may be a good option to facilitate the dispersal of such isolated populations and allow them to function as a metapopulation (Simberlo et al., 1992; Beier and Noss, 1998). Corridors can be expensive and may also facilitate the spread of predators and parasites, but isolation of tiny populations of some forest birds may hinder their long-term viability. With this end in view, the park-connector network initiated in 1990s by the National Park Board of Singapore (Sodhi et al., 1999) might well be extended to link isolated fragments (see Fig. 1). To avoid the extinction of already rare and patchily distributed species, and to reinforce their threatened tiny populations, their reintroduction into some of the nonoccupied patches could be envisioned. However, reintroductions should only be attempted if ecological conditions are conducive (e.g., enough habitat is available for the target species) and after careful trials plus monitoring. The secondary forests of Singapore are slowly becoming more mature is an encouraging sign for reintroduction eorts. The fact that escaped individuals of previously extirpated black-headed bulbul (Pycnonotus melanicterus) have become established in the BT, MR and NS (Lim and Gardner, 1997) is an encouraging sign for envisioning reintroductions of some species. Overall, our study shows that in a heavily deforested landscape, larger and older forests serve as better refuges for remnant forest bird richness. Nevertheless, a 58 ha forest patch (LF) contained 12 of 20 forest species. This suggests that all of mature and maturing forest patches in Singapore should be conserved regardless of their size. Further, smaller patches may well be important for the conservation of other taxa (Turner and Corlett, 1996).

Acknowledgements This study was supported by the National University of Singapore (RP960316) and Cheng-Kim Loke Foundation. We thank the National Parks Board for providing the permits and for contributing to the GIS analysis. We sincerely thank Gerard Lacroix for his valuable comments on the statistical analysis. We are grateful to R. Subaraj who censused the bird community, to T. Bird, M. Leong, L. Ong, K. Peh, M. Soh, T. Tan who assisted us in the eld, and to T. R. Shankar Raman, B. N. K. Davis and an anonymous reviewer for valuable comments.

Appendix A See Table 3 overleaf.

Table 3 Composition of the bird communities of the study patches in Singapore Species St Old secondary forest BT Red junglefowl (Gallus gallus) Sunda pygmy woodpecker (Dendrocopos moluccensis) Rufous woodpecker (Micrapternus brachyurus) White-bellied woodpecker (D. javensis) Banded woodpecker (P. miniaceus) Laced woodpecker (Picus vittatus) Common ameback (Dinopium javanense) Lineated barbet (Megalaima lineata) Red-crowned barbet (Megalaima raesii) Coppersmith barbet (Megalaima haemacephala) Oriental pied hornbill (Anthracoceros albirostris) Great hornbill (Buceros bicornis) Dollarbird (Eurystomus orientalis) Common kingsher (Alcedo atthis) Blue-eared kingsher (Alcedo meninting) Oriental dwarf kingsher (Ceyx erithacus) Stork-billed kingsher (Halcyon capensis) White-throated kingsher (Halcyon smyrnensis) Black-capped kingsher (Halcyon pileata) Collared kingsher (Todiramphus chloris) Blue-throated bee-eater (M. viridis) Blue-tailed bee-eater (Merops philippinus) Chestnut-winged cuckoo (Clamator coromandus) I R R R R R R I R R M I R M R M R R M R R M M X X X X X X X X X X X X X X X X X X X X X X X X X X X X X X X X X X X X X X X X X X X X X X X X X X X X X X X X X X X X X X X X X X X X X X X X X X X X X X X X X X X X X X X X X X X X X X X X X X X X X X X X X X X X X X X X X X X X X X X X X X X X X X X X X X X X X X X X X X X X X X X X X X X X X X X X X X X X X NS MR BG Young secondary forest LF LA X X X X MF TB KR X X X BB Plantation PO X X X HO UP X X BW X X KB LO X X X YI X X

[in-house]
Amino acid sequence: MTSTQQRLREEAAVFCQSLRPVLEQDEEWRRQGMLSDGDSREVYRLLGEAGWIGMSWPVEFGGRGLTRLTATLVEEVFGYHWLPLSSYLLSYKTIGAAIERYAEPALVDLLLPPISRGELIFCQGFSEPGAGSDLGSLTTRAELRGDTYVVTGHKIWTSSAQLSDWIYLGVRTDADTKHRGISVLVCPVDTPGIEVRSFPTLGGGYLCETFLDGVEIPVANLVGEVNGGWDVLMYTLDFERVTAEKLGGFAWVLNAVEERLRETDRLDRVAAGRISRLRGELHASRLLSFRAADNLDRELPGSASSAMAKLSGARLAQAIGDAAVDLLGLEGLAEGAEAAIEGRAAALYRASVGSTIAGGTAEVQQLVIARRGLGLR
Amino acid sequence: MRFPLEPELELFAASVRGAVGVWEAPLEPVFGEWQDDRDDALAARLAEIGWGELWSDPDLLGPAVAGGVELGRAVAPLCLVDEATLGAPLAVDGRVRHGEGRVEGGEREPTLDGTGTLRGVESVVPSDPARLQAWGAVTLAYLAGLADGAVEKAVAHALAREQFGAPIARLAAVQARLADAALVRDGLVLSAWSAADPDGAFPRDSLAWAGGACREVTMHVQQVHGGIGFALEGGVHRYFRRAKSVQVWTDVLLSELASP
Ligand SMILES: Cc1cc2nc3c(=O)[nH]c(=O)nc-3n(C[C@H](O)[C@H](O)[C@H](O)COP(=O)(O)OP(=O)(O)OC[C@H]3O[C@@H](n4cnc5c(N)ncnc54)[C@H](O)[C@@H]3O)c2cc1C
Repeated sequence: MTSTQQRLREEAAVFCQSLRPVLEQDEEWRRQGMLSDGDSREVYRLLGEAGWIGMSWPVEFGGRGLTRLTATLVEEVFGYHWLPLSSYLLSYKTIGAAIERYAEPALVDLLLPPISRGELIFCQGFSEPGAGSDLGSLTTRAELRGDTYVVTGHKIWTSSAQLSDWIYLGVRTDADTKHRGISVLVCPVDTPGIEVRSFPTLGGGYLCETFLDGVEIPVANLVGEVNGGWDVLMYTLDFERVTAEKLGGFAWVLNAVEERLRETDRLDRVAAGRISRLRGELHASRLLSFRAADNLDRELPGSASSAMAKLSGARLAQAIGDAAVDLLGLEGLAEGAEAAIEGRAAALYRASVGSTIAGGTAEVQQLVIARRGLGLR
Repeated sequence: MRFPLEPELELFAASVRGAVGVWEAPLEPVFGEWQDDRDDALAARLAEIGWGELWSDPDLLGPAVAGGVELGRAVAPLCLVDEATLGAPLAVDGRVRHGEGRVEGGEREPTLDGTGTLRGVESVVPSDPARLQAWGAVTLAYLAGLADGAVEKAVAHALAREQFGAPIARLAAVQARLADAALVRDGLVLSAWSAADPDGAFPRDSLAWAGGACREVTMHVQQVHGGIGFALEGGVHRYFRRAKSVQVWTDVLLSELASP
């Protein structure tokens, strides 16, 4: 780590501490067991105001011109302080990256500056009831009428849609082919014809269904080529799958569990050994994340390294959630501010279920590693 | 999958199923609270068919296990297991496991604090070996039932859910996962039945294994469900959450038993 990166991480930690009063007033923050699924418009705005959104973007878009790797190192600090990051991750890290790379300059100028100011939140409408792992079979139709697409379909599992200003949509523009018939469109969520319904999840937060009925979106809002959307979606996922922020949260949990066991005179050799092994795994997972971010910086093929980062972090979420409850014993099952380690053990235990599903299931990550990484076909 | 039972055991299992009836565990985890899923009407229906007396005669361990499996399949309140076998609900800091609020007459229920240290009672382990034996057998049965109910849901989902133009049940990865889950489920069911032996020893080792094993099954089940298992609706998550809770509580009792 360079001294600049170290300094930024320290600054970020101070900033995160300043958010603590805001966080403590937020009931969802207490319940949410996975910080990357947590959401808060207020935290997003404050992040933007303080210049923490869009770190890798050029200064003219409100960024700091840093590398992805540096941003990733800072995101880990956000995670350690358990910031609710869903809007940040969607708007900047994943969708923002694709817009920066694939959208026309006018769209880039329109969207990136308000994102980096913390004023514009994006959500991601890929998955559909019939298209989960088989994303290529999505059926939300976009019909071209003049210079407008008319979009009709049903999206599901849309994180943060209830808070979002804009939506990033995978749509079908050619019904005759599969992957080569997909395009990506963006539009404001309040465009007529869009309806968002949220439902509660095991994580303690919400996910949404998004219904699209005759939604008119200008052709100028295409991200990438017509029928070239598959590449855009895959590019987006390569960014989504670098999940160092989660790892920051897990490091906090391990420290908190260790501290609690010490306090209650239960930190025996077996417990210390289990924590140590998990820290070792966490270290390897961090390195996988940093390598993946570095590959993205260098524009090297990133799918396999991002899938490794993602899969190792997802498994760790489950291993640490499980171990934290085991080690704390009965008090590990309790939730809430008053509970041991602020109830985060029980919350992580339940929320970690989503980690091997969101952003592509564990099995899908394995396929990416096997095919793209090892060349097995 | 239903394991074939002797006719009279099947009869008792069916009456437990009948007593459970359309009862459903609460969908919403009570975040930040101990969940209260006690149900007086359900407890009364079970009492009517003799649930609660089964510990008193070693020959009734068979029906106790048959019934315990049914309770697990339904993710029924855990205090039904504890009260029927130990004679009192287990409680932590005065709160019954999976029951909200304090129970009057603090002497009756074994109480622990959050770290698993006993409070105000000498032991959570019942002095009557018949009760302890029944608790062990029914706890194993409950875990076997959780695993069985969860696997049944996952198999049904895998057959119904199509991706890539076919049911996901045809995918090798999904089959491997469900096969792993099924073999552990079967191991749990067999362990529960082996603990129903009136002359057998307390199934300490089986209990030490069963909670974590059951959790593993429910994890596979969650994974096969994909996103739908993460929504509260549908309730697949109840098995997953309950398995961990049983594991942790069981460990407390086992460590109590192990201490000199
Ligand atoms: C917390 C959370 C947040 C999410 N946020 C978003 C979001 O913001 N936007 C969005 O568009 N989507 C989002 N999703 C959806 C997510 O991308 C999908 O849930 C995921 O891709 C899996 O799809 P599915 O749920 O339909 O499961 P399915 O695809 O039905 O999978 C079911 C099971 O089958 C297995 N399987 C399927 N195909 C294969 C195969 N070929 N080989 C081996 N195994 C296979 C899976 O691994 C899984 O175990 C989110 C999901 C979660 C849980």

148 M. Castelletta et al. / Biological Conservation 121 (2005) 135155

X X

X X X

Indian cuckoo (Cuculus micropterus) Banded bay cuckoo (Cacomantis sonneratii) Plaintive cuckoo (Cacomantis merulinus) Rusty-breasted cuckoo (Cacomantis sepulcralis) Little bronze cuckoo (Chrysococcyx minutillus) Violet cuckoo (C. xanthorhynchus) Drongo cuckoo (S. lugubris) Asian koel (E. scolopacea) Chestnut-bellied malkoha (Phaenicophaeus sumatranus) Greater coucal (Centropus sinensis) Lesser coucal (Centropus bengalensis) Red lory (Eos bornea) Rainbow lorikeet (Trichoglossus haematodus) Yellow-crested cockatoo (C. sulphurea) White cockatoo (Cacatua alba) Tanimbar corella (Cacatua goni) Blue-rumped parrot (Psittinus cyanurus) Blue-crowned hanging parrot (Loriculus galgulus) Rose-ringed parakeet (Psittacula krameri) Blossom-headed parakeet (Psittacula roseata) Red-breasted parakeet (Psittacula alexandri) Long-tailed parakeet (Psittacula longicauda) Himalayan swiet (Collocalia brevirostris) Silver-backed needletail (Hirundapus cochinchinensis) Brown-backed needletail (Hirundapus giganteus) Asian palm swift (Cypsiurus balasiensis)

M R R R R R R R R R R I I I I I R R I I I R M M M R X X X X X X X X X X X X X X X X X X X X X X X

X X X

X X

X X X

X X

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X X

X X

X X

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X X

X X

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X X X X

X X X X

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150

Table 3 (continued) Species St Old secondary forest BT Fork-tailed swift (Apus pacicus) House swift (Apus anis) Grey-rumped treeswift (Hemiprocne longipennis) Rock pigeon (Columba livia) Spotted dove (Steptotelia chinensis) Red collared dove (Streptopelia tranquebarica) Emerald dove (Chacophaps indica) Peaceful dove (Geopelia striata) Pink-necked green pigeon (Treron vernans) Thick-billed green pigeon (Treron curvirostra) Jambu fruit-dove (Ptilinopus jambu) Pied imperial pigeon (Ducala bicolor) Osprey (Pandion haliaetus) Black baza (Aviceda leuphotes) Oriental honey-buzzard (Pernis ptilorhyncus) Black-shouldered kite (Elanus caeruleus) Brahminy kite (Haliastur indus) White-bellied sea eagle (Haliaeetus leucogaster) Grey-headed sh eagle (Ichthyophaga ichthyaetus) Crested serpent eagle (Spilornis cheela) Shikra (Accipiter badius) Chinese sparrowhawk (Accipiter soloensis) Japanese sparrowhawk (Accipiter gularis) Besra (Accipiter virgatus) Common buzzard (Buteo buteo) M R R I R I R R R R M M M M M R R R R R M M M M M X X X X X X X X X X X X X X X X X X X X X X X X X X X X X X X X X X X X X X X X X X X X X X X X X X X X X X X X X X X X X X X X X X X X X X X X X X X X X X X X X X X X X X X X X X X X X X X X X X X X NS X X X X X X X X X X X X X X X X MR BG Young secondary forest LF LA MF TB KR X X X X X X X X X BB Plantation PO X X X X X X X X X HO UP BW KB X X LO X X X YI